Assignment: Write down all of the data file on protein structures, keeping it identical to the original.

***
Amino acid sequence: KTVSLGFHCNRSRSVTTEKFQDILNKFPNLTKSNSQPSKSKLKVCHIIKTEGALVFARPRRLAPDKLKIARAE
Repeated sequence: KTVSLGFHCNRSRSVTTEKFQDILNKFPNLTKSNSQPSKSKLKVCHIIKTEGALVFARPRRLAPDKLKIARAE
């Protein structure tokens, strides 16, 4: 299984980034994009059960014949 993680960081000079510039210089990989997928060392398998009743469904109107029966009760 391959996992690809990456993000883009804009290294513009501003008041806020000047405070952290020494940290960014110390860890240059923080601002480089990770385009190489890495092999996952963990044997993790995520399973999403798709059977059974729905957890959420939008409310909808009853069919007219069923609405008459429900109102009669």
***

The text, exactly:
Amino acid sequence: KTVSLGFHCNRSRSVTTEKFQDILNKFPNLTKSNSQPSKSKLKVCHIIKTEGALVFARPRRLAPDKLKIARAE
Repeated sequence: KTVSLGFHCNRSRSVTTEKFQDILNKFPNLTKSNSQPSKSKLKVCHIIKTEGALVFARPRRLAPDKLKIARAE
């Protein structure tokens, strides 16, 4: 299984980034994009059960014949 993680960081000079510039210089990989997928060392398998009743469904109107029966009760 391959996992690809990456993000883009804009290294513009501003008041806020000047405070952290020494940290960014110390860890240059923080601002480089990770385009190489890495092999996952963990044997993790995520399973999403798709059977059974729905957890959420939008409310909808009853069919007219069923609405008459429900109102009669």